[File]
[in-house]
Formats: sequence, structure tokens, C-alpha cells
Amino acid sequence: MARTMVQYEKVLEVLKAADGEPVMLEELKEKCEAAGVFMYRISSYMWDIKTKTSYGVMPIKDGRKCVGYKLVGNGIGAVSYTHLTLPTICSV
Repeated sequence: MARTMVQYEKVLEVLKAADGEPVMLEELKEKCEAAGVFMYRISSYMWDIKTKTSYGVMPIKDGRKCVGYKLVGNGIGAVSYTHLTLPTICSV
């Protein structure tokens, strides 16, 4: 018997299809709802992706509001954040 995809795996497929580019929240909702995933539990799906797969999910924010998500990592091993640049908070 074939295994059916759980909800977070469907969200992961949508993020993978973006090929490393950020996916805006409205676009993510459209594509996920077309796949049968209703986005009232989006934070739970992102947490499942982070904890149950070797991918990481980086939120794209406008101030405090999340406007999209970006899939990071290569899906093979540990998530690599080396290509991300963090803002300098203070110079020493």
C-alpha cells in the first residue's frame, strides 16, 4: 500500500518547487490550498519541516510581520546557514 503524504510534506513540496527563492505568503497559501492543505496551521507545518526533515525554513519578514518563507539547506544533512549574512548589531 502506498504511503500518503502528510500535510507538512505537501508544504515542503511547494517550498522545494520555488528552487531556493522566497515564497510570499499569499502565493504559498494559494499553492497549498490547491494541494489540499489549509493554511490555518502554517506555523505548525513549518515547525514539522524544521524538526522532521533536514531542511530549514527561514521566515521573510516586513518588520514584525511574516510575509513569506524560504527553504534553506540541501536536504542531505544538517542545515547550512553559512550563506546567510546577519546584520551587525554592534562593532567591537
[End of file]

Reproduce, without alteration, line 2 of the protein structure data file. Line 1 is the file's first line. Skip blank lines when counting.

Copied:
Formats: sequence, structure tokens, C-alpha cells